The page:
Many people are sad and disappointed that Hillary Clinton didn’t win. But the disappointment is based on illusions that the Democratic Party would represent our interests. People saw the Democratic Party in action as it assumed that everyone would line up behind her just because Trump was so despicable. Clinton campaigned on the so-called accomplishments of the past 8 years and promised more of the same. She is a true representative of the rich against the working class.

The real failure of an economic recovery for the majority turned many working class voters towards Trump, or meant that almost half of those eligible to vote chose not to vote. Their elections gave us the choice between a billionaire bigot and a corporate politician—this is no real choice at all.

Facing a Trump presidency, many people are afraid. Racist and anti-Muslim talk, graffiti and even attacks have begun. Racist groups like the Ku Klux Klan are emboldened and ready to come out openly to spew their racist filth and hatred.

People’s fear is based on real threats that Trump has made. He promised to deport millions of immigrants and take away the protected status of young undocumented students, to cut off funds to sanctuary cities, to bring back “stop and frisk,” making police repression in minority communities more violent than it is now. He promised to reduce or eliminate women’s health services and the right to choose, to reverse rights and protections for gay and transgender people. His go-ahead for big energy to tear up federal lands with fracking, oil exploitation, coal mining operations and pipelines threatens life as we know it.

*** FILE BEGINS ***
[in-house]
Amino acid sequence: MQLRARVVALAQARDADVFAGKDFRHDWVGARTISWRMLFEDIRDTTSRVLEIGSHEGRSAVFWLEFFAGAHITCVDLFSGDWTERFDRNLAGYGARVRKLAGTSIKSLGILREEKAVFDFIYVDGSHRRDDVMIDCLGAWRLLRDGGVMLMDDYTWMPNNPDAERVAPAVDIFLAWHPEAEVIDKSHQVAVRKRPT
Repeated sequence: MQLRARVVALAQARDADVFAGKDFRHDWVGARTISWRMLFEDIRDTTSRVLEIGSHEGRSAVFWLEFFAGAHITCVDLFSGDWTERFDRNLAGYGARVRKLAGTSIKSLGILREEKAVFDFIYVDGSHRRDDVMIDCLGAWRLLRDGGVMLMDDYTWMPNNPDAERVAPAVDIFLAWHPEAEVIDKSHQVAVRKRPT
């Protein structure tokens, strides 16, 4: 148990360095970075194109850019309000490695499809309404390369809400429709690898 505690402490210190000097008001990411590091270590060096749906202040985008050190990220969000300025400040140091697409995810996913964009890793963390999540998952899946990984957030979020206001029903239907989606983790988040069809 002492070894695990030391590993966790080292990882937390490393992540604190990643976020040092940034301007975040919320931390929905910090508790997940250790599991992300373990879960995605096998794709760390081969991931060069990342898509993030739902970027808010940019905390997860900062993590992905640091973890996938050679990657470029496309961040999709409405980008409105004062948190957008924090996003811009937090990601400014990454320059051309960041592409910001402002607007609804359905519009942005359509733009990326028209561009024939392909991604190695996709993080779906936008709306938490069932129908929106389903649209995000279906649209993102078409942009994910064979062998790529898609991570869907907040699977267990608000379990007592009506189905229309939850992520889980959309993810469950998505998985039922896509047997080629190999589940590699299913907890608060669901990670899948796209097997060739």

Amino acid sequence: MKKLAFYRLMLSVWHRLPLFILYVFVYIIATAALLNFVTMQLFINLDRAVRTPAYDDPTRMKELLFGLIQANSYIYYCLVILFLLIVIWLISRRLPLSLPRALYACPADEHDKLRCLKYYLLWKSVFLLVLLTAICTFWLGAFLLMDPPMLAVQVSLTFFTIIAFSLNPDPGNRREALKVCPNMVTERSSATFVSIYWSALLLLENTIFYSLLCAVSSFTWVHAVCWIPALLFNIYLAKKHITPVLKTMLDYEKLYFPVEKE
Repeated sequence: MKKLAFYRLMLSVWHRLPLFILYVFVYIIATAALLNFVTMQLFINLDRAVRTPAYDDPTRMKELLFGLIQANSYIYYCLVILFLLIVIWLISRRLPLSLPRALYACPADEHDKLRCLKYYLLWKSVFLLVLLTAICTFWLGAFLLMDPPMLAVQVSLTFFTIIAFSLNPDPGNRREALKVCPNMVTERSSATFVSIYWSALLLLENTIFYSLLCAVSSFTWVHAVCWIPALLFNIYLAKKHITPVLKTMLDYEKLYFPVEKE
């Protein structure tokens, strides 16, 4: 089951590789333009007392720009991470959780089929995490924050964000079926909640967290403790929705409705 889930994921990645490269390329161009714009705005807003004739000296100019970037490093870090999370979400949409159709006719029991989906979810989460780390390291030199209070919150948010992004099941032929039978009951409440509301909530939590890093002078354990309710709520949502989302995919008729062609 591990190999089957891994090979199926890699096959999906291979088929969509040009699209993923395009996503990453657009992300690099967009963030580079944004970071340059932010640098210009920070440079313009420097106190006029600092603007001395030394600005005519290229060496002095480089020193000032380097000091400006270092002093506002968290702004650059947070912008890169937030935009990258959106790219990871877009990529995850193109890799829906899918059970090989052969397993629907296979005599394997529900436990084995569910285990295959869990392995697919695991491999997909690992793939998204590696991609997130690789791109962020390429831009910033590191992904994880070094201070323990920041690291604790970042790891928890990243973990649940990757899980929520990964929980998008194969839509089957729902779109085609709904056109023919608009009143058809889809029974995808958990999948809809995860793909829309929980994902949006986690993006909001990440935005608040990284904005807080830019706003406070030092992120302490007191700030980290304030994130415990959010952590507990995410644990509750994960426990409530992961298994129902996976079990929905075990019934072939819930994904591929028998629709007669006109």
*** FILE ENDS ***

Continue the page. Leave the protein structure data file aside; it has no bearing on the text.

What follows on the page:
Faced with these threats, what can we do? First, we need to understand what we are up against. We can’t wish and hope that Trump won’t be as bad as we think. We can’t hope that the Democrats will defend our interests. And perhaps most importantly, we can’t blame each other and fall for the one percent’s divide and conquer game. We cannot be divided and tolerate any racist, sexist, anti-Muslim or anti-LGBT talk or behavior.

Students are right to walk out of their schools. People are right to take to the streets and to plan protests for inauguration day to put Trump on notice, day one of his presidency, that we don’t accept his attacks and his open defense of the bosses’ and bankers’ interests at the expense of our lives and those of future generations.

We must stand up for ourselves and organize and we must be prepared to fight back. It is possible. In North Dakota, thousands of people have joined the Standing Rock Sioux, putting their bodies on the line to stop the oil companies from destroying their land, their water and their lives.